TV will never be the same. Acclaimed producer Garry Marshall has died at the age of 81. The brother of Laverne & Shirley's Penny Marshall created the Happy Days, Joanie Loves Chachi, Mork & Mindy, and Angie TV shows, and so much more.The Bronx-born son of Marjorie Irene and Anthony Wallace, Marshall began his career as a joke-writer for Joey Bishop. Marshall's other TV series work includes: Blansky's Beauties, The Brian Keith Show, Me and the Chimp, Love American Style, The Dick Van Dyke Show, The Lucy Show, The Joey Bishop Show, and Make Room for Daddy.Read More…
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Garry Marshall to Receive Wgaw Laurel Award

  • The Wrap
Garry Marshall to Receive Wgaw Laurel Award
Happy Days” and “The Odd Couple” creator Garry Marshall will receive the Writers Guild of America, West’s 2014 Paddy Chayefsky Laurel Award for Television Writing, which honors lifetime achievement in oustanding television. The award will be given at the Writers Guild Awards’ West Coast ceremony, which takes place Feb. 1 at the Jw Marriott Los Angeles L.A. Live. Also read: Writers Guild of America, East, ABC News Reach Tentative Contract Agreement Wgaw president Christopher Keyser praised Marshall’s ability to chronicle friendships through his writing while announcing the honor. “Garry Marshall’s filmography – from ‘The Joey Bishop Show’ to ‘Happy Days’ – is a.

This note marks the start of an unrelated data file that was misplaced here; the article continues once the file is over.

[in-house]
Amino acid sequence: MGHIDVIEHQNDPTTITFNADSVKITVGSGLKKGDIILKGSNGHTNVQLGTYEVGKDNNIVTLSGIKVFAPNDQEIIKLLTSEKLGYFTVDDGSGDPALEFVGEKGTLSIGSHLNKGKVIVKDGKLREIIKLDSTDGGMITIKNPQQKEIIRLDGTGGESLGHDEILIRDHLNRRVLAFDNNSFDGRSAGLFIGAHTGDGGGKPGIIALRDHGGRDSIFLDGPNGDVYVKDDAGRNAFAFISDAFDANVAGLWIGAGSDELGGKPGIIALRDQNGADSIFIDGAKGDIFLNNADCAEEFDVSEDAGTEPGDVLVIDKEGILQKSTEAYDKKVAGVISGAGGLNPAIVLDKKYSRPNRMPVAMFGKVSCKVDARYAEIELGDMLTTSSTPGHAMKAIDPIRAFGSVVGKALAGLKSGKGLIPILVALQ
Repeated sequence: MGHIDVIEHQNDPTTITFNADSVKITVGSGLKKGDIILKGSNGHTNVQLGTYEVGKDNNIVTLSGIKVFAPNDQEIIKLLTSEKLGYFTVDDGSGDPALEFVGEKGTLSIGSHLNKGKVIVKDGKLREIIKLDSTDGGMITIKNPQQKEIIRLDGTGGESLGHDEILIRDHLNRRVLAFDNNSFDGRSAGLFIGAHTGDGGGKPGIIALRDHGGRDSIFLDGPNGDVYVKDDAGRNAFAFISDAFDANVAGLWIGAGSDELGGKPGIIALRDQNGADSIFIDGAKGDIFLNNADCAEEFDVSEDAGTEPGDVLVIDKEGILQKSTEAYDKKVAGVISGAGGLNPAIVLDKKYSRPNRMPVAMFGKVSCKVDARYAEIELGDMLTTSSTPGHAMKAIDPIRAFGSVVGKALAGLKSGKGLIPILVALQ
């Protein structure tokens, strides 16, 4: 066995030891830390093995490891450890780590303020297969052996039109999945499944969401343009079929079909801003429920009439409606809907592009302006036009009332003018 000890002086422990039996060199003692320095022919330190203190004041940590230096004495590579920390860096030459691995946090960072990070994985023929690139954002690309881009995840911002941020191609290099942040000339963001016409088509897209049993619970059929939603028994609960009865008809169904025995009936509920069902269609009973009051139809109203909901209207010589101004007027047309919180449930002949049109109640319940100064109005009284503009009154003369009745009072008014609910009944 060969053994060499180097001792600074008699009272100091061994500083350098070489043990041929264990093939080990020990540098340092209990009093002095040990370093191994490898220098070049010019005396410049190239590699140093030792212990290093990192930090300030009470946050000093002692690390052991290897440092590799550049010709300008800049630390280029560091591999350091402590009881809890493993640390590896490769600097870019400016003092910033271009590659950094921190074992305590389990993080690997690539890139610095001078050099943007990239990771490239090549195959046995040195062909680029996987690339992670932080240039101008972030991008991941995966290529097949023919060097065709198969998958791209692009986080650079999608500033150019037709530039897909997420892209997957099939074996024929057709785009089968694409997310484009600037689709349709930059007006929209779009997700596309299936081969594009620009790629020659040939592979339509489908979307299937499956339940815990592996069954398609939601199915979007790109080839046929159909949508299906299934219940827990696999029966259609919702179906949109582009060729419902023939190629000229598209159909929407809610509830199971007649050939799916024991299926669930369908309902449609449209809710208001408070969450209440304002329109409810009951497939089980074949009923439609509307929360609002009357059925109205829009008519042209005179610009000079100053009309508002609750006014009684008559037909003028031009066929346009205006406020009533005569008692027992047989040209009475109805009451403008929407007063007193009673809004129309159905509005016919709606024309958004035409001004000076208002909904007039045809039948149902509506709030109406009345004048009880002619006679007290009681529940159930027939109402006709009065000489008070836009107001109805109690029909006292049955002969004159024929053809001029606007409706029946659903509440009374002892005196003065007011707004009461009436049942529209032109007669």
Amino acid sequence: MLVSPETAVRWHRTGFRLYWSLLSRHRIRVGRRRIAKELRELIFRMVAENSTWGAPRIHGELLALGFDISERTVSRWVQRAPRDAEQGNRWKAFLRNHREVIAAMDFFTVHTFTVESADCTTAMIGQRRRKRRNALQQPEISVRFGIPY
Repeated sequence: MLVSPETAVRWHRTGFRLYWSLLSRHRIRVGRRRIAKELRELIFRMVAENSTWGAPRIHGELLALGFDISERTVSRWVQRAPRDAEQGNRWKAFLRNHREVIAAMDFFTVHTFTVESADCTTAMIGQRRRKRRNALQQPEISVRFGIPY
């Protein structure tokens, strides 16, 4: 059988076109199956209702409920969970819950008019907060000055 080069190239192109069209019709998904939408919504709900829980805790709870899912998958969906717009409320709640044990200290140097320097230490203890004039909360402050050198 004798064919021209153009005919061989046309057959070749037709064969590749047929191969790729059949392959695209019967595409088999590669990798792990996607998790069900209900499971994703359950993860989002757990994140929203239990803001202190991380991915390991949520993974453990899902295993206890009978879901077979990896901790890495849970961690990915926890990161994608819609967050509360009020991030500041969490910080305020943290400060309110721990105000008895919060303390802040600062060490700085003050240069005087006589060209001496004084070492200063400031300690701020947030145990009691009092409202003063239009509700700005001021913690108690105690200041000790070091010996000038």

See full article at The Wrap »

WGA West To Give Garry Marshall 2014 Paddy Chayefsky Laurel Award For TV

Los Angeles – Veteran writer-producer-director Garry Marshall, who has been responsible for some of the most popular series in television, including Happy Days, Laverne & Shirley, and Mork & Mindy, is set to receive the Writers Guild of America, West’s 2014 Paddy Chayefsky Laurel Award for Television Writing Achievement, honoring lifetime achievement in outstanding television writing. Marshall’s contributions to entertainment will be recognized at the upcoming 2014 Writers Guild Awards’ West Coast ceremony to be held on Saturday, February 1, 2014, at the Jw Marriott Los Angeles L.A. Live. “Garry Marshall’s filmography – from The Joey Bishop Show to Happy Days – is a virtual history of American television comedy. Both of-their-time and timeless, his shows are a gentle, generous, comic mirror held up to late mid-century America. And no one is a finer or funnier chronicler of friendship – male or female (or alien) – than Garry Marshall. Beloved both for his iconic work and the warmth of his spirit,